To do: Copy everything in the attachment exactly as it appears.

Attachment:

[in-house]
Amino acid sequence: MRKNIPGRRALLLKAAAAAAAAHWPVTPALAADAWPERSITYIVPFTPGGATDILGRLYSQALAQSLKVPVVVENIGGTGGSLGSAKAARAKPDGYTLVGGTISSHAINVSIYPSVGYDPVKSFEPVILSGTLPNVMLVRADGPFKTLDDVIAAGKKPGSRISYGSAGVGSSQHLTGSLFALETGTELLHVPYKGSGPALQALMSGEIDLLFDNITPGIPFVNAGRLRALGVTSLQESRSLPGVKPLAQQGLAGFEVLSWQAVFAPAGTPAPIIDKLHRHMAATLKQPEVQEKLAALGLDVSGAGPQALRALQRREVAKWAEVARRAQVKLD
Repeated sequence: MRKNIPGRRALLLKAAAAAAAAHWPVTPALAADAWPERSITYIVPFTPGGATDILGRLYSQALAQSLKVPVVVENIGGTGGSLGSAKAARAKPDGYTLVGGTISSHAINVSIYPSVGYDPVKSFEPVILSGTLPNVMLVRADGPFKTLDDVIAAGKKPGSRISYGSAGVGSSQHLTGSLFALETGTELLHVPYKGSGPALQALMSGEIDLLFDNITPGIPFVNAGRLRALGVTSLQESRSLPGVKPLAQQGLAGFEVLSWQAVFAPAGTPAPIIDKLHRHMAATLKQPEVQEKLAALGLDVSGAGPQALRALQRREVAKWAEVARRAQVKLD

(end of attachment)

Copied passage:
[in-house]
Amino acid sequence: MRKNIPGRRALLLKAAAAAAAAHWPVTPALAADAWPERSITYIVPFTPGGATDILGRLYSQALAQSLKVPVVVENIGGTGGSLGSAKAARAKPDGYTLVGGTISSHAINVSIYPSVGYDPVKSFEPVILSGTLPNVMLVRADGPFKTLDDVIAAGKKPGSRISYGSAGVGSSQHLTGSLFALETGTELLHVPYKGSGPALQALMSGEIDLLFDNITPGIPFVNAGRLRALGVTSLQESRSLPGVKPLAQQGLAGFEVLSWQAVFAPAGTPAPIIDKLHRHMAATLKQPEVQEKLAALGLDVSGAGPQALRALQRREVAKWAEVARRAQVKLD
Repeated sequence: MRKNIPGRRALLLKAAAAAAAAHWPVTPALAADAWPERSITYIVPFTPGGATDILGRLYSQALAQSLKVPVVVENIGGTGGSLGSAKAARAKPDGYTLVGGTISSHAINVSIYPSVGYDPVKSFEPVILSGTLPNVMLVRADGPFKTLDDVIAAGKKPGSRISYGSAGVGSSQHLTGSLFALETGTELLHVPYKGSGPALQALMSGEIDLLFDNITPGIPFVNAGRLRALGVTSLQESRSLPGVKPLAQQGLAGFEVLSWQAVFAPAGTPAPIIDKLHRHMAATLKQPEVQEKLAALGLDVSGAGPQALRALQRREVAKWAEVARRAQVKLD